Top private school ‘exaggerates’ predicted grades so more pupils will get into uni

Teachers were told increase the predicted grades of some lower performing students

Top UK private school, Sevenoaks, has a policy of asking teacher’s to exaggerate exam predictions, leaked documents have revealed.

These predictions are made for the lower performing students on their university applications, to help them secure their offers, report the Guardian.

Guidelines set out in the minutes of internal meetings and the 2019-20 teachers’ handbook show that for about 20 lower-performing students, who may be at risk of missing out on their preferred degree course, staff are asked to increase their predicted grades on their UCAS applications.

Sevenoaks, one of the most prestigious private schools in the UK reportedly charge more than £38,000 a year for boarding pupils and prides itself on its students’ “tremendous record of achievement” in winning university places.

Instead of A-levels, the school uses the International Baccalaureate (IB) exams. Leaked documents say that such changes in predictions for these exams will be “usually accommodated”.

With exams cancelled this year because of coronavirus, many exam bodies will be using predicted grades submitted to them as part of their calculations for final results this year.

The use of predicted grades has been shown to disadvantage BME and state schooled students, who are more likely to be predicted grades lower than what they actually achieve, research shows.

In total, Sevenoaks’ higher education department seeks to increase about one in 12 pupils’ predicted grades each year, the documents say. The policy is said to have been in place for “many years”.

Of those receiving single-grade increases, the school’s policy adds: “[T]his is only to support the application and it is not assumed that the student will achieve this grade.”

UCAS guidance on predicted grades clearly says that predicted grades should not be influenced by university or college entry requirements – “predicted grades should be set in isolation of an applicant’s university or college choice(s)”.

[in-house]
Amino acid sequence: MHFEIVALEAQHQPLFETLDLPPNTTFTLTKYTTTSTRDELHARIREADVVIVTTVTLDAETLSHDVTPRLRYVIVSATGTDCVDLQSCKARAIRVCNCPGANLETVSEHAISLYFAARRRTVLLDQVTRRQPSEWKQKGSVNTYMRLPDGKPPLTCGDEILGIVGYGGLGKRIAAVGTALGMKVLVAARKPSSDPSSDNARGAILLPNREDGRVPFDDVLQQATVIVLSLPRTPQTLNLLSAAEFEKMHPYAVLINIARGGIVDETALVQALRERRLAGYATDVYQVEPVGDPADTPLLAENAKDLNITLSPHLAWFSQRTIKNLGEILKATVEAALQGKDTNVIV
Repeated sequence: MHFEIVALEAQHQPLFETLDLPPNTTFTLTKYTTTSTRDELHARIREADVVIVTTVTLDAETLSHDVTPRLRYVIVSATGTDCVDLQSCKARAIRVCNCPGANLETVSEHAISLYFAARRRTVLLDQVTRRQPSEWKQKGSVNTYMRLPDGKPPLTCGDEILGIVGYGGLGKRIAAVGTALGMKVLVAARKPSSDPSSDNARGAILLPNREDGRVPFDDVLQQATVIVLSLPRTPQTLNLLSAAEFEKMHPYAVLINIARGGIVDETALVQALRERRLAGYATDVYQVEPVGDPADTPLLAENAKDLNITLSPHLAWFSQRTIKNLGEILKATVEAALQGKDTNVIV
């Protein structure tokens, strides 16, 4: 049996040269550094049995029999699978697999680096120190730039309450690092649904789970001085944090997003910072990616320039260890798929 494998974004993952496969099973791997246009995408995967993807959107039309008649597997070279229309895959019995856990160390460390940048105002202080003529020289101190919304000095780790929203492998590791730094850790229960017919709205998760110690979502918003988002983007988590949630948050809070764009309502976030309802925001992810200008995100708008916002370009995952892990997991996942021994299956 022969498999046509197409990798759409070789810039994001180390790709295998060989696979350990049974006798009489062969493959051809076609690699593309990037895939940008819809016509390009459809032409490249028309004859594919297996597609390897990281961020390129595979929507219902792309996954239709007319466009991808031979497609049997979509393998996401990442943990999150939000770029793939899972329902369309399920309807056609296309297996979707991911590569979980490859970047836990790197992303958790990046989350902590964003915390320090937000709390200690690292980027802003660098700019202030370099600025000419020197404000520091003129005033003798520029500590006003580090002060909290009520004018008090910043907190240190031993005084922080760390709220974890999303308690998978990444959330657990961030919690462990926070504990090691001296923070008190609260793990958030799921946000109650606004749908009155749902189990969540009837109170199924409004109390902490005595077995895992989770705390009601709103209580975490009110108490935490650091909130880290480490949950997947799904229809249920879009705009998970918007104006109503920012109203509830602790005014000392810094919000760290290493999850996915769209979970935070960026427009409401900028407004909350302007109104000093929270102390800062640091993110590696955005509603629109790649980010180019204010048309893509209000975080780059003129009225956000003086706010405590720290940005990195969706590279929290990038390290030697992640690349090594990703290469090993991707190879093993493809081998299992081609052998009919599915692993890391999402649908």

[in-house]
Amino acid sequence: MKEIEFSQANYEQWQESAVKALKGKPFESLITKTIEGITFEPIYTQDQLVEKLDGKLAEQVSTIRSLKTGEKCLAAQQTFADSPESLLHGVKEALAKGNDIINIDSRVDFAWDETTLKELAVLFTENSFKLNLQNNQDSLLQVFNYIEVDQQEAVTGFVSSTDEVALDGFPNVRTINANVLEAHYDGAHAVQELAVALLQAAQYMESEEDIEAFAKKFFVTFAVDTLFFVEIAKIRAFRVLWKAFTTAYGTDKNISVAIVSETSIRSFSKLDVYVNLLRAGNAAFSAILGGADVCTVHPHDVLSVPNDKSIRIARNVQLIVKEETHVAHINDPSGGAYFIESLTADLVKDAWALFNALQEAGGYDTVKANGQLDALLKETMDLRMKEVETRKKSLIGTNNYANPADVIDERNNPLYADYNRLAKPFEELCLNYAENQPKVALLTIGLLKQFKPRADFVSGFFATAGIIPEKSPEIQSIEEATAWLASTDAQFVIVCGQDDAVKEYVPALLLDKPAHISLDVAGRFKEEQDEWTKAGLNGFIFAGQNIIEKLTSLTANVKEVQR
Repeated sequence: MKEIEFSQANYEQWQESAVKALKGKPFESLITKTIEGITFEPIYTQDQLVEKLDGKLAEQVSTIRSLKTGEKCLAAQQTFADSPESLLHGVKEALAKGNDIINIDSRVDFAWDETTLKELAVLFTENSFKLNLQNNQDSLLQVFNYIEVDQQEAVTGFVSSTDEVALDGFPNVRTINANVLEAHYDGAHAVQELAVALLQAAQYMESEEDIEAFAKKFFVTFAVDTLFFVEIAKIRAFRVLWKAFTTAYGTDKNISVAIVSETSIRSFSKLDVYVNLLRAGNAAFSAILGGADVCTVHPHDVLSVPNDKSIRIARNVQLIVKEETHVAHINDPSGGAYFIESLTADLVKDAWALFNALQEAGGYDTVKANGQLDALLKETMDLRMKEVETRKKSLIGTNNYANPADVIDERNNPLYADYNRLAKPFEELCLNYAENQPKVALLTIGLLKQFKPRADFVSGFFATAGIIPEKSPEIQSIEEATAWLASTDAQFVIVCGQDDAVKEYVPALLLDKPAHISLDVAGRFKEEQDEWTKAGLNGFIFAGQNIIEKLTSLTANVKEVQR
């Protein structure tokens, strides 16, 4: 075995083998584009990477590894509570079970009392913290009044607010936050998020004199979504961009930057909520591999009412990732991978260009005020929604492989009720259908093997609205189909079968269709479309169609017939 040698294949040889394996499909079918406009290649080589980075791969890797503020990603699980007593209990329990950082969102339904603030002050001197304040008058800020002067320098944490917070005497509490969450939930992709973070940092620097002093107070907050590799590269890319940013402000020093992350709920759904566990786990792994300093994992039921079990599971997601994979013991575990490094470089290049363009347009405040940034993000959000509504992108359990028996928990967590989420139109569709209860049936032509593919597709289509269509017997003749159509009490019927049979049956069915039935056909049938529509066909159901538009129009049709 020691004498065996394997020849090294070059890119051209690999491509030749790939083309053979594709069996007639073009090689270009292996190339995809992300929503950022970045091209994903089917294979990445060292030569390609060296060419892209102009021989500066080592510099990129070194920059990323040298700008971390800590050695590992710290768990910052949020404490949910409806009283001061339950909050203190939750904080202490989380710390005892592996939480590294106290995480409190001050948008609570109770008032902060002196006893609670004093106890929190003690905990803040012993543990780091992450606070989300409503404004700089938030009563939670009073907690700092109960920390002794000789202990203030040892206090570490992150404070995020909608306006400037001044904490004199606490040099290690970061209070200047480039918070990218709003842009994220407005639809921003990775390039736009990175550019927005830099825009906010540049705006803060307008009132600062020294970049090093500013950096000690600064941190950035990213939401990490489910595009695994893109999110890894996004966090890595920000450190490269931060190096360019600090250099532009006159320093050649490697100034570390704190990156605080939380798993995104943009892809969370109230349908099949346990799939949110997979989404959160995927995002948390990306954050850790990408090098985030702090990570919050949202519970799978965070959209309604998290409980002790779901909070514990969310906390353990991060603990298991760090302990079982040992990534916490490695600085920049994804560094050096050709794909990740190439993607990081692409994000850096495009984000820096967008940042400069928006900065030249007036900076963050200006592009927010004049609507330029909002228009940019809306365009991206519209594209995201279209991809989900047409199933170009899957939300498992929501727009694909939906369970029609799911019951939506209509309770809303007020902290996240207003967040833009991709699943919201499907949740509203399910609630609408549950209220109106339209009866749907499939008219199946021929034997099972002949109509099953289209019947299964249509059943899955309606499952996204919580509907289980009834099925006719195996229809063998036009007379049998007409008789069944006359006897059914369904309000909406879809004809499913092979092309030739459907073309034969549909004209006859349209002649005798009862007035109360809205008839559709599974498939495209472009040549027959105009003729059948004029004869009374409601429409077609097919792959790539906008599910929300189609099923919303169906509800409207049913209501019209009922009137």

Tom Richmond, director of EDSK education thinktank told the Guardian that practices in place like over-predicting grades could “open doors” for pupils who may otherwise never be considered for a place at their preferred university.

The school denied any suggestion that it would unfairly exaggerate UCAS predictions, telling the Guardian that all predicted grades were “based on what is realistic and achievable for pupils” in line with Ucas guidelines. It said that the number of students meeting or exceeding their predictions “significantly outperforms the national average”.

A Sevenoaks spokesperson told the Guardian: “We are confident in the integrity of our processes and refute any suggestion that we would unfairly exaggerate UCAS predictions. All UCAS predicted grades are based on what is realistic and achievable for the pupils, in line with UCAS’s guidelines which make clear that predicted grades should be ‘aspirational but achievable’. A significant majority of Sevenoaks students meet or exceed their UCAS predicted grades and, in this respect, we significantly outperform the national average.”

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